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No reconciliation without an apology

Daniel Pelz
August 29, 2018

Germany's decision to return colonial-era human remains to Namibia is an important step toward reconciliation. But the gesture is worthless without an apology for the country's genocide in Africa, says DW's Daniel Pelz.

German forces in Namibia in 1904
Image: picture alliance/dpa/F. Rohrmann

Finally, a small gesture. The return of human remains is a signal to Namibia that Germany regrets the crimes committed during its colonial past. It was bare racism that compelled people to loot graves and remove human bones for questionable research in the German empire. It culminated in the genocide of tens of thousands of Herero and Nama people.

Mistakes on all sides

It's a gesture that comes at the right time, after years of unsuccessful negotiations, arguments about compensation and verbal attacks. Two years ago, the German government promised to apologize for the genocide, more than a century after it ended. Namibia is still waiting, and so are the Herero and Nama. Namibians have the impression that the German government doesn't want to confess to its past guilt.

Read more: Genocide in Namibia: Germany remains at odds with its colonial legacy

Germany’s dark history in Namibia

Sure, Germany does not bear sole responsibility for the years of delay. Both sides have long taken positions and made demands that made agreement impossible.

The German government will only apologize once the issue of reparations has been settled to its satisfaction. Namibian authorities have done nothing to include in the negotiations representatives of the Herero and Nama critical of the government, while on the other hand, they publicly flirted with a lawsuit against Germany. With due respect for justified frustration at the missing apology, a few representatives of the Herero and Nama have attracted attention by making unrealistic demands and directing verbal attacks at Germany.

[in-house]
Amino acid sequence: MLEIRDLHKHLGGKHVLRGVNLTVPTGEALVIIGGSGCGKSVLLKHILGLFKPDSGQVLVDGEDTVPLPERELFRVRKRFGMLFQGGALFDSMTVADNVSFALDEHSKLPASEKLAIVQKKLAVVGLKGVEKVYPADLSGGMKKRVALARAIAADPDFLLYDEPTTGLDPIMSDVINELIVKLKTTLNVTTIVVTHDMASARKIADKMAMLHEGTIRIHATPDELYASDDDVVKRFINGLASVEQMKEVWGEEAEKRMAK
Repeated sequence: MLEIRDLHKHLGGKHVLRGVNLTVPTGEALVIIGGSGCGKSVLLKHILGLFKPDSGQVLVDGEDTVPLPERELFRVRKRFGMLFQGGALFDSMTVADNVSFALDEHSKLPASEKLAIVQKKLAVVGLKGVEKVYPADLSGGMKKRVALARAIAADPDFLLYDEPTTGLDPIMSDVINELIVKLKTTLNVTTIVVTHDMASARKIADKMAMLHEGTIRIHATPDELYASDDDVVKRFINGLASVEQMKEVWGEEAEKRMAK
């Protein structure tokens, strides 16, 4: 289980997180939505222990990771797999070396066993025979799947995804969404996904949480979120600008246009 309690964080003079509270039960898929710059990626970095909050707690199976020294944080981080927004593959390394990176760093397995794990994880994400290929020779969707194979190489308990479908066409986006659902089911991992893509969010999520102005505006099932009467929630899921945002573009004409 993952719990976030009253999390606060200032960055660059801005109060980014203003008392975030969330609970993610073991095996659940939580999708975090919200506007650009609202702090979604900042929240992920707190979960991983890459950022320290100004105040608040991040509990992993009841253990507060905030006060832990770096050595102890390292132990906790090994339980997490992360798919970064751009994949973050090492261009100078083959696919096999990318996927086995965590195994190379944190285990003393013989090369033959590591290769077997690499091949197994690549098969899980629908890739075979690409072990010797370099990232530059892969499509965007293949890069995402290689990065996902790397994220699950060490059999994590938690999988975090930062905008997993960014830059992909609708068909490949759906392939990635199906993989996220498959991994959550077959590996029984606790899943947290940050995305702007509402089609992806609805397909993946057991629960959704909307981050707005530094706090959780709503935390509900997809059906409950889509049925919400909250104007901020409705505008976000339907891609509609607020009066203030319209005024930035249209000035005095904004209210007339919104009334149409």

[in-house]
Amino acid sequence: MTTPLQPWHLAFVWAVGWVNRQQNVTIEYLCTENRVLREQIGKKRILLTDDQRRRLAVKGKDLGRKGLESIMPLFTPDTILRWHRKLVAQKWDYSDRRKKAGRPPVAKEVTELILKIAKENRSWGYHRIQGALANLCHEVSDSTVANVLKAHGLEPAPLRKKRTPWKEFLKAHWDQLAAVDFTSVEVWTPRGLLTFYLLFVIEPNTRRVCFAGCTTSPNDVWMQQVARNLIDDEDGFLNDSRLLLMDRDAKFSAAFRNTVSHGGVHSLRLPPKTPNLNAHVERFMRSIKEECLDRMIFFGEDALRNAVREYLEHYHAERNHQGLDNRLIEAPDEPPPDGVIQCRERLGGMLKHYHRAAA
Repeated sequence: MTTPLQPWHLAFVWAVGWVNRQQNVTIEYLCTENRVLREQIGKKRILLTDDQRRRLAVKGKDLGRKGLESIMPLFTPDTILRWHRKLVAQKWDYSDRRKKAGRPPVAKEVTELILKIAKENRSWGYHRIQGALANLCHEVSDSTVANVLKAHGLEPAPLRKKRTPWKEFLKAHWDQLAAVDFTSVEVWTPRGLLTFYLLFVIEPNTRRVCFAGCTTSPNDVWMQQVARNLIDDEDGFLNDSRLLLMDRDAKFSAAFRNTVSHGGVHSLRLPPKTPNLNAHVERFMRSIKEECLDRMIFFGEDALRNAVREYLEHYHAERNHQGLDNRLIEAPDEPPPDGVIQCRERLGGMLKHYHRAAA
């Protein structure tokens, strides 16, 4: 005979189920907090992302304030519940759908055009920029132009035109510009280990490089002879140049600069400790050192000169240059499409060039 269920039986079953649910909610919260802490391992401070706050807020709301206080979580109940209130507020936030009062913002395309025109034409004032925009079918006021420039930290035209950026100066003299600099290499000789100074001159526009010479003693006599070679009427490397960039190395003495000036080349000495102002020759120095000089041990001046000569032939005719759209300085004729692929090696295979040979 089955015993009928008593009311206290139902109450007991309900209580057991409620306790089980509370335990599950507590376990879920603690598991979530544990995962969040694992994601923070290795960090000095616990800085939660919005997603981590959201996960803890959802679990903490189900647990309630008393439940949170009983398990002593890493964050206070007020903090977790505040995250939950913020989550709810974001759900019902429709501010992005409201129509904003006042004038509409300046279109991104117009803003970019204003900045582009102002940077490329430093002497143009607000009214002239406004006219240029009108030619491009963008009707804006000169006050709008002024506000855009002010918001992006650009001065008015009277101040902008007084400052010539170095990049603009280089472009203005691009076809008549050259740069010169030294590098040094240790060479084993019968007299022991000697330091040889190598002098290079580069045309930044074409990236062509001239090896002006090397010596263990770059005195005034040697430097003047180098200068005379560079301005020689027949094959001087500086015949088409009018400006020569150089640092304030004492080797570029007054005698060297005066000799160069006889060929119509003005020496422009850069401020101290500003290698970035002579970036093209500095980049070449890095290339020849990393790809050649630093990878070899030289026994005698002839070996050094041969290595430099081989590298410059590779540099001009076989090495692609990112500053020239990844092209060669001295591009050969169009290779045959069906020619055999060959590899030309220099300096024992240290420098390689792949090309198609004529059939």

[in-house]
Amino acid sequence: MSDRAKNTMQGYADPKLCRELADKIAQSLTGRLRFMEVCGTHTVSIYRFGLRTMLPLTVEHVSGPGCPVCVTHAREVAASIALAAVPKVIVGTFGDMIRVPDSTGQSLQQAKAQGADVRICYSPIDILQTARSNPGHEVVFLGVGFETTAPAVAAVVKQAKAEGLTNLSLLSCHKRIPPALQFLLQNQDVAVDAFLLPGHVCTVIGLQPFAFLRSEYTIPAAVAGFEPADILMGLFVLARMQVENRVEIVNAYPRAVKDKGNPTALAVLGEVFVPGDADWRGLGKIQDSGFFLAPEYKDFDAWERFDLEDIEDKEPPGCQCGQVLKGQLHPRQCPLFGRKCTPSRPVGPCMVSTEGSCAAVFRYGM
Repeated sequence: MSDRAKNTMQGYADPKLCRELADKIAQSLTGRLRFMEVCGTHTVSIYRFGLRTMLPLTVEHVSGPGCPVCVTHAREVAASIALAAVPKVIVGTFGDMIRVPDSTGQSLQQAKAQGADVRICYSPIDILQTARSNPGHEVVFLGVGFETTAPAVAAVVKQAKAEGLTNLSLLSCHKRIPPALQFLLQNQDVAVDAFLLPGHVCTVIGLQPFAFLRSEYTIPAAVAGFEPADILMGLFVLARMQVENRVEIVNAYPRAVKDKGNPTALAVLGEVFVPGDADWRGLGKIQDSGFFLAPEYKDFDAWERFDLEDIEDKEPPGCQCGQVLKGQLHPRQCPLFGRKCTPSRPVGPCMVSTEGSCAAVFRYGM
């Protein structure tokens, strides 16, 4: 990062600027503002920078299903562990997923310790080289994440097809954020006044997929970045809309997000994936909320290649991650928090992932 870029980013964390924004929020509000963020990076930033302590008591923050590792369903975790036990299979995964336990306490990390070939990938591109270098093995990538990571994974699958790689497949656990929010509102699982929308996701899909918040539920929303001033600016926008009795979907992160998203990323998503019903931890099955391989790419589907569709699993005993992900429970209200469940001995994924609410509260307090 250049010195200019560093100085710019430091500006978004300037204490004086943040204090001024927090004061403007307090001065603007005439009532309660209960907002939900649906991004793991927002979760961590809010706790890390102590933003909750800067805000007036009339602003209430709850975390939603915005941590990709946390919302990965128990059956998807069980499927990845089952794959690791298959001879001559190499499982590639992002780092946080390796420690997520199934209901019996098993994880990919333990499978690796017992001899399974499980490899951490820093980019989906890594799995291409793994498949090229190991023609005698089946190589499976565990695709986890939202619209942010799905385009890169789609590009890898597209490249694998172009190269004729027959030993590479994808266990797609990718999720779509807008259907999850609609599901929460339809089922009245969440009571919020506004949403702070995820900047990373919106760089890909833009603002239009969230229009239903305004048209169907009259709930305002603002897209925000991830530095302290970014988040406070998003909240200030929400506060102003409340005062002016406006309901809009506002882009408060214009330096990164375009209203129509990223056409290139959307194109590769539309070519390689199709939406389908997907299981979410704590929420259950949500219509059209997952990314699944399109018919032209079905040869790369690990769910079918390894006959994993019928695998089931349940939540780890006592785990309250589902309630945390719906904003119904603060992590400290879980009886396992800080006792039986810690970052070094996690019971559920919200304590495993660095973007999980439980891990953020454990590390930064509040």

The return to Namibia of the remains comes at this very tense time.

Pelz, Daniel
DW's Daniel Pelz

It is an opportunity to pause for a moment and think about Germany's colonial past and the crimes it committed. In particular about the worst German colonial crime, as far as we know: the murder of tens of thousands — some even say hundreds of thousands — of Herero and Nama men, women and children who German colonial soldiers imprisoned in concentration camps or chased into the desert to perish of thirst. There are countless victims whose names and fates have long been forgotten. These people were denied eternal rest. Their bones were kept in cardboard boxes in German hospital storerooms for decades. As a result, present-day Herero and Nama were never able to bury their ancestors in a dignified way.

Chance for a new approach

This is an opportunity for all sides to approach one other, a chance at an agreement for both governments, whose negotiators are scheduled to hold talks again on Friday. It is also an opportunity for the two sides to reach out to those Herero and Nama who took Germany to court in New York.

Read more: Germany's new Africa policy builds on old solutions

It is an opportunity to finally get them involved in earnest in the negotiations. And it is an opportunity for some representatives to drop their demands and accept that ultimately, an agreement over this issue will be concluded between governments. The fact that one of the representatives is allowed to speak at the ceremony is an encouraging first step. The fact that critical representatives of German civil society must remain outside, however, is not.

For all the importance of this day, real reconciliation requires an apology.

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